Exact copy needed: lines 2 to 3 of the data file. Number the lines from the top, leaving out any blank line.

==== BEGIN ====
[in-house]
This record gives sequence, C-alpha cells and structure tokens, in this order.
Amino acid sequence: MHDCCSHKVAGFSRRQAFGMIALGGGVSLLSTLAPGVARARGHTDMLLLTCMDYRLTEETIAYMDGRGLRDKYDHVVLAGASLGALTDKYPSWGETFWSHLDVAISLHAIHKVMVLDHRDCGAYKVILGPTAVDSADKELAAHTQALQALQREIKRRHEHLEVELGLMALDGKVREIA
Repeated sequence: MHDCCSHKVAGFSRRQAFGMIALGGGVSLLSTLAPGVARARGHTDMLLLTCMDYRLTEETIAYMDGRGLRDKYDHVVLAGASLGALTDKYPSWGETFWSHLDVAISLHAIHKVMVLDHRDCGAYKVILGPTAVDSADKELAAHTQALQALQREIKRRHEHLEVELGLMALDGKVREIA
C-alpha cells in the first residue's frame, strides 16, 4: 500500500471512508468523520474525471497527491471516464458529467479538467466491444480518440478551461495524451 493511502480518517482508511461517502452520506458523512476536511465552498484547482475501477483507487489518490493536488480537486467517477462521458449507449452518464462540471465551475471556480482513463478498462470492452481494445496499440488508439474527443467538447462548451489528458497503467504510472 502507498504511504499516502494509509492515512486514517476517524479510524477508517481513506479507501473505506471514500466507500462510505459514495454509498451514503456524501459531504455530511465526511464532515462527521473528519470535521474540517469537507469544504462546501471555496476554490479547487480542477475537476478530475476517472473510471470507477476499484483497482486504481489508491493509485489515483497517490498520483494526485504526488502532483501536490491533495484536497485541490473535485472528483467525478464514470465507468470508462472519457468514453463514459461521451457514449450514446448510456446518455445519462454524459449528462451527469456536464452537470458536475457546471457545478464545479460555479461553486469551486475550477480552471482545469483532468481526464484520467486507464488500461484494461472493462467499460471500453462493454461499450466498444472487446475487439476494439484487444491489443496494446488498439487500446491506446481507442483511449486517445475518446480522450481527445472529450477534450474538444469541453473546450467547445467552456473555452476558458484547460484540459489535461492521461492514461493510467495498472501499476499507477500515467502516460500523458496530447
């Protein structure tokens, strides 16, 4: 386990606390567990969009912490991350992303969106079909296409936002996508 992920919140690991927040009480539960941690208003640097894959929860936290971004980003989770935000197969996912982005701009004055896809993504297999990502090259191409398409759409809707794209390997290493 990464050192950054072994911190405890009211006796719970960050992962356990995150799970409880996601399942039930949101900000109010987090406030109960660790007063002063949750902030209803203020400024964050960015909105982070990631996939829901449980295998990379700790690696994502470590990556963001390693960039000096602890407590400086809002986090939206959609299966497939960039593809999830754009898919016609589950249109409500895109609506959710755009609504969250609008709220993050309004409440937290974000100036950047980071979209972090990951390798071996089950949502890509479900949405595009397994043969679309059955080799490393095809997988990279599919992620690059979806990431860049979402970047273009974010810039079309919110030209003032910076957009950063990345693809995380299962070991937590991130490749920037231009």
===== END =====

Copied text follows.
This record gives sequence, C-alpha cells and structure tokens, in this order.
Amino acid sequence: MHDCCSHKVAGFSRRQAFGMIALGGGVSLLSTLAPGVARARGHTDMLLLTCMDYRLTEETIAYMDGRGLRDKYDHVVLAGASLGALTDKYPSWGETFWSHLDVAISLHAIHKVMVLDHRDCGAYKVILGPTAVDSADKELAAHTQALQALQREIKRRHEHLEVELGLMALDGKVREIA